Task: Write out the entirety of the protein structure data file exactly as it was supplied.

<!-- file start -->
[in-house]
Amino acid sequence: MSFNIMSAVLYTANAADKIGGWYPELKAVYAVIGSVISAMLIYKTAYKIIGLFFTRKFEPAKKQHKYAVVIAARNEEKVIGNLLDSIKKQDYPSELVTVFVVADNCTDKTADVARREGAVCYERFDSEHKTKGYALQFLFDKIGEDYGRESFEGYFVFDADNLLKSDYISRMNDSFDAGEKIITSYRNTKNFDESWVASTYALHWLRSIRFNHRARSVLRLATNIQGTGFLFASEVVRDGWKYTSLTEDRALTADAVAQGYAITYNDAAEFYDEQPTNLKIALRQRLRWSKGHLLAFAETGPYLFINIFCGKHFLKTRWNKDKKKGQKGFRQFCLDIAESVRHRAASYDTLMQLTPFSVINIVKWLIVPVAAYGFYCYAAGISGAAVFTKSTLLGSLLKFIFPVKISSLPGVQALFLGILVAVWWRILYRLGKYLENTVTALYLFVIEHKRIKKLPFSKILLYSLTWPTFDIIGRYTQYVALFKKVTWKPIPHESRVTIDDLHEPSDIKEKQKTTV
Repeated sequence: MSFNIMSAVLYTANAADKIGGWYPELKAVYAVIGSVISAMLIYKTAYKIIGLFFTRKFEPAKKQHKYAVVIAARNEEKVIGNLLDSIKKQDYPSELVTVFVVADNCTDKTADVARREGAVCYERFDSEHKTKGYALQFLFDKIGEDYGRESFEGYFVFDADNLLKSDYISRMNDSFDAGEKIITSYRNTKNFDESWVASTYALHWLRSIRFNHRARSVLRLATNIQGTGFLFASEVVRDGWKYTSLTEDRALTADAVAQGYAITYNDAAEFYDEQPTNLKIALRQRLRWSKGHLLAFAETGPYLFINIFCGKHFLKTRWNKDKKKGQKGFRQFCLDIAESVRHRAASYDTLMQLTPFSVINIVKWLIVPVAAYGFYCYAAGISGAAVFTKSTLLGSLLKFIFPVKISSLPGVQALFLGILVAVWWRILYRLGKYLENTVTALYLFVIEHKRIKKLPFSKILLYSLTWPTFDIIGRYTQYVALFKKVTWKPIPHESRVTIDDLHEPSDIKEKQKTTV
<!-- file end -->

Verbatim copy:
[in-house]
Amino acid sequence: MSFNIMSAVLYTANAADKIGGWYPELKAVYAVIGSVISAMLIYKTAYKIIGLFFTRKFEPAKKQHKYAVVIAARNEEKVIGNLLDSIKKQDYPSELVTVFVVADNCTDKTADVARREGAVCYERFDSEHKTKGYALQFLFDKIGEDYGRESFEGYFVFDADNLLKSDYISRMNDSFDAGEKIITSYRNTKNFDESWVASTYALHWLRSIRFNHRARSVLRLATNIQGTGFLFASEVVRDGWKYTSLTEDRALTADAVAQGYAITYNDAAEFYDEQPTNLKIALRQRLRWSKGHLLAFAETGPYLFINIFCGKHFLKTRWNKDKKKGQKGFRQFCLDIAESVRHRAASYDTLMQLTPFSVINIVKWLIVPVAAYGFYCYAAGISGAAVFTKSTLLGSLLKFIFPVKISSLPGVQALFLGILVAVWWRILYRLGKYLENTVTALYLFVIEHKRIKKLPFSKILLYSLTWPTFDIIGRYTQYVALFKKVTWKPIPHESRVTIDDLHEPSDIKEKQKTTV
Repeated sequence: MSFNIMSAVLYTANAADKIGGWYPELKAVYAVIGSVISAMLIYKTAYKIIGLFFTRKFEPAKKQHKYAVVIAARNEEKVIGNLLDSIKKQDYPSELVTVFVVADNCTDKTADVARREGAVCYERFDSEHKTKGYALQFLFDKIGEDYGRESFEGYFVFDADNLLKSDYISRMNDSFDAGEKIITSYRNTKNFDESWVASTYALHWLRSIRFNHRARSVLRLATNIQGTGFLFASEVVRDGWKYTSLTEDRALTADAVAQGYAITYNDAAEFYDEQPTNLKIALRQRLRWSKGHLLAFAETGPYLFINIFCGKHFLKTRWNKDKKKGQKGFRQFCLDIAESVRHRAASYDTLMQLTPFSVINIVKWLIVPVAAYGFYCYAAGISGAAVFTKSTLLGSLLKFIFPVKISSLPGVQALFLGILVAVWWRILYRLGKYLENTVTALYLFVIEHKRIKKLPFSKILLYSLTWPTFDIIGRYTQYVALFKKVTWKPIPHESRVTIDDLHEPSDIKEKQKTTV